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Luscious Jackson Is Ready For Its 'Magic Hour'

Luscious Jackson has reconvened after more than a decade for its new album, <em>Magic Hour</em>, which comes out Nov. 5.
Doug Seymour
Courtesy of the artist
Luscious Jackson has reconvened after more than a decade for its new album, Magic Hour, which comes out Nov. 5.

"3 Seconds to Cross," a new song by Luscious Jackson, begins somewhere in New York City. The narrator lies awake longing to be in California, though it becomes apparent a New Yorker like her really wouldn't fit in: "It only takes just a little to get yourself lost."

California, we're told, is a land unfriendly to pedestrians, where an L.A. traffic light might give you three seconds to cross the street.

"Well, yeah. You do step off the curb and then it changes to red," says singer-guitarist Gabby Glaser. "And you're just like, 'How can any human being cross the street that fast?'"

Glaser's lyrics suggest her connection to New York — a city where people still walk for miles, or meet people on the sidewalk the way the members of Luscious Jackson once did. The group, known for the hit "Naked Eye," includes Glaser, drummer Kate Schellenbach and singer-bassist Jill Cunniff.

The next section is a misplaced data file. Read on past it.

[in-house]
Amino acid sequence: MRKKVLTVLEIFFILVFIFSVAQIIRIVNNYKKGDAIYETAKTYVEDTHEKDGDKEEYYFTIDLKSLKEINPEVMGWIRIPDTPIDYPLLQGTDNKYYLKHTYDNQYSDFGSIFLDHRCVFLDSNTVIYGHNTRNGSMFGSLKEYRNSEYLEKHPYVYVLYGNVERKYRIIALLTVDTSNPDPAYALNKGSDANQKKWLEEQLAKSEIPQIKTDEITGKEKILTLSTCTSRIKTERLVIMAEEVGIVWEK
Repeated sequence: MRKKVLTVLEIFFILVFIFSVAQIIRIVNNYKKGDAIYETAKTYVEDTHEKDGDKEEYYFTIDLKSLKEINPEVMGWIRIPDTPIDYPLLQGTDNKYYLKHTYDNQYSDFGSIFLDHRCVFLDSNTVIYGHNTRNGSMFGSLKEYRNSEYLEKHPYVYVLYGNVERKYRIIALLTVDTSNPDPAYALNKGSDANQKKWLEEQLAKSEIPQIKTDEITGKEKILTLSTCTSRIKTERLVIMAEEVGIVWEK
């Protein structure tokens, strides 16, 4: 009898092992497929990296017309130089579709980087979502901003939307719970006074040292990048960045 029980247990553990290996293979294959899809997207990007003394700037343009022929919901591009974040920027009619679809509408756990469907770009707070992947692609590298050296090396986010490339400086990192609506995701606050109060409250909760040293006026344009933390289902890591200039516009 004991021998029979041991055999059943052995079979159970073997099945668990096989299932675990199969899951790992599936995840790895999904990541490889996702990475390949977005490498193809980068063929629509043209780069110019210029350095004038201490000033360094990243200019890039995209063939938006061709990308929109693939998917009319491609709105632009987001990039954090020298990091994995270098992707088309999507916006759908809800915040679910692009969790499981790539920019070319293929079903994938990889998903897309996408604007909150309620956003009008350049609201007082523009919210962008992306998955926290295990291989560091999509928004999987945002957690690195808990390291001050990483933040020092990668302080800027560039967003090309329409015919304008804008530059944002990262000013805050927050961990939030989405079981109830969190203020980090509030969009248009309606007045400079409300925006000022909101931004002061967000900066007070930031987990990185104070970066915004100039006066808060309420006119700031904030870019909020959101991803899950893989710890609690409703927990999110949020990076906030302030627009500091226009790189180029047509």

"I think I met Gabby on a stoop on St. Mark's Place, and I believe Kate, as well," Cunniff says.

"We were all about 13, 14, and it was an amazing time, as far as not only bands playing but also the early rap scene and the breakdancing scene," Glaser says. "It was all kind of colliding at the same time."

And in that mix in the early 1980s, the musicians made connections that served them for years.

"I remember meeting Adam Yauch of the Beastie Boys in front of the UK Club at a Bad Brains show," says Cunniff. "There were probably 20 of us, all underage, running around to clubs."

In the years that followed, the group would begin playing in clubs themselves, have their songs heard on the radio and sign to the Beastie Boys' label, Grand Royal.

Luscious Jackson's new album, Magic Hour, sounds like a conversation between friends. The band kept that lighthearted feel despite more than a decade off — a time of having kids and trying other careers.

"We're in Brooklyn and we're still making it work," Cunniff says.

The band financed its new album with a pledge drive online. Their crowdfunding brought back a band born in the crowds of New York.

Copyright 2021 NPR. To see more, visit https://www.npr.org.

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